Growth strategy for your business: how will you grow?

All successful business owners want to see their businesses grow – even if the level of growth is only keeping pace with their sector as a whole.

But business growth can be achieved through different routes and at different rates; what’s important for business leaders is to decide on the most appropriate growth strategy for your businesses, one that takes into account your long-term business aims, your market, and the challenges you may face along the way.

Our current observation is that there are broadly three types of businesses seeking growth.

Going organic

The first group are concentrating on growing organically by focusing on what they know and the relationships they already have. Their growth comes mainly through selling more to existing customers, or by extending their existing customer base or product offering.

In terms of sheer numbers of growing businesses, the vast majority fall into this group. Although, at times, it can be harder to exit these businesses at a premium (unless their fundamentals or position in the market is special in the eyes of a buyer), those businesses that sustain an above market-rate level of growth can be very exciting to be part of.

The right company can attract buyers and investors and become a ‘platform’ to build a powerful, profitable group of companies.

Big but not agile?

The second group of growing businesses have what we regard as ‘flat’ growth – effectively growing at the same rate as their sector average, rather than outstripping their peers in the market.

In the current climate these businesses are often actively looking at acquisitions while debt is cheap and equity investors are sitting on more cash than usual. These businesses often have scale but don’t have the agility or execution ability to grow at a faster rate than their peers.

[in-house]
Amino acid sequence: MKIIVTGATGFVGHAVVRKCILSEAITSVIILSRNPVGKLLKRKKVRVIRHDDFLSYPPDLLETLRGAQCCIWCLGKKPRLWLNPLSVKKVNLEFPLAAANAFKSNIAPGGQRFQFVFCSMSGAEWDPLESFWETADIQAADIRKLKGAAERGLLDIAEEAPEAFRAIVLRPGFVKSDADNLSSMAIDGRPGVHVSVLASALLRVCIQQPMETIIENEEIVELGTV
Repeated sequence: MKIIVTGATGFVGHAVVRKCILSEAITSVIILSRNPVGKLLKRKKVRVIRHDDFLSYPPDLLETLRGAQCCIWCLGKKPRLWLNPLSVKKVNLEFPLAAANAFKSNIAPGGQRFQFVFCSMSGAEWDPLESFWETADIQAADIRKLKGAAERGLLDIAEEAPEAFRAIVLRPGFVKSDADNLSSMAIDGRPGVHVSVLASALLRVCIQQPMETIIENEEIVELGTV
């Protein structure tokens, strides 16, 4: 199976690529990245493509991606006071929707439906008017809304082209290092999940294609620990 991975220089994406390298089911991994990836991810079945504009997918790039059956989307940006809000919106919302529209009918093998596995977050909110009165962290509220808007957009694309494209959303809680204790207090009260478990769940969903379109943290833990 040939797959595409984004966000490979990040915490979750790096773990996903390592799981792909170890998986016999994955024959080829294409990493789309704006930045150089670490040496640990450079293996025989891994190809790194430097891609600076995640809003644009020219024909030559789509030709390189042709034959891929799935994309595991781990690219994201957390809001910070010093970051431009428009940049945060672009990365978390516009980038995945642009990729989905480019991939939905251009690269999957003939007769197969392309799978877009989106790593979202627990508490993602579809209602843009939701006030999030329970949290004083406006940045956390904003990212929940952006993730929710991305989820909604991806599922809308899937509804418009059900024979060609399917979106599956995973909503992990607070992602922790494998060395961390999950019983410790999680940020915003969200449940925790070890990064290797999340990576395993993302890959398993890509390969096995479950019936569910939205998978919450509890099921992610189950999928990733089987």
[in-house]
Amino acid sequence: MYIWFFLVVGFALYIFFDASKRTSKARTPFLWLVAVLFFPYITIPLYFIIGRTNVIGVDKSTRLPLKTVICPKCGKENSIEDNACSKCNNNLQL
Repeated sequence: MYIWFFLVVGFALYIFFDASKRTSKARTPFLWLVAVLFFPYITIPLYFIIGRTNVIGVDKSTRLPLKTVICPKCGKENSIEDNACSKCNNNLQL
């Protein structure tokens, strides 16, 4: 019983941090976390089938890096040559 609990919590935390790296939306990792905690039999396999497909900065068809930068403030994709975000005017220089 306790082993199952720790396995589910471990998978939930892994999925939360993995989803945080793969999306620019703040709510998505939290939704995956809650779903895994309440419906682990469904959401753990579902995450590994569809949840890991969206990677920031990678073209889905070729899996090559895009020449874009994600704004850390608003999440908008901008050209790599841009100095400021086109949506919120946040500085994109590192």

They may face a variety of internal challenges, from struggling to retain the imagination of ambitious staff and directors, to intergenerational succession difficulties, working capital challenges, and pressure from external or institutional shareholders who want more growth.

However, these businesses often perform consistently well, make enough of a profit to keep the owners relatively happy, and have an established (rather than volatile) position in the marketplace.

Best of both worlds

The third group, which includes a number of our clients and probably Price Bailey ourselves, are able to combine the best features of the two groups above. They are growing organically by doing what they know and are now ready to start taking more risk than the first group by expanding beyond the traditional horizons of their peers.

They are also able to look seriously at acquisitions but, unlike the second group, don’t need to do them to sustain their place in the market. Combined this means they can use their resources – in particular their capital – and deploy them in a wider range of strategic options with fewer natural constraints to the first two groups, in order to generate stronger returns for shareholders and extend their position in the marketplace.

Protection of intellectual property

Responding to the challenge

Examples of success and failure can be found in each group; what we find particularly interesting is how the leadership team in a company respond to the common challenges in each cohort, as a recent report commissioned by Price Bailey demonstrated.

The Inside the Minds of Business Leaders 2017 report was based on research carried out by Ipsos MORI with 200 business decision-makers across London and East Anglia. The survey covered growth expectations, and the majority of business leaders were looking to grow their businesses organically (76% expecting to sell more to new customers, and 65% selling more to existing customers), rather than through acquisitions (only 14% suggested this as a top-three growth strategy).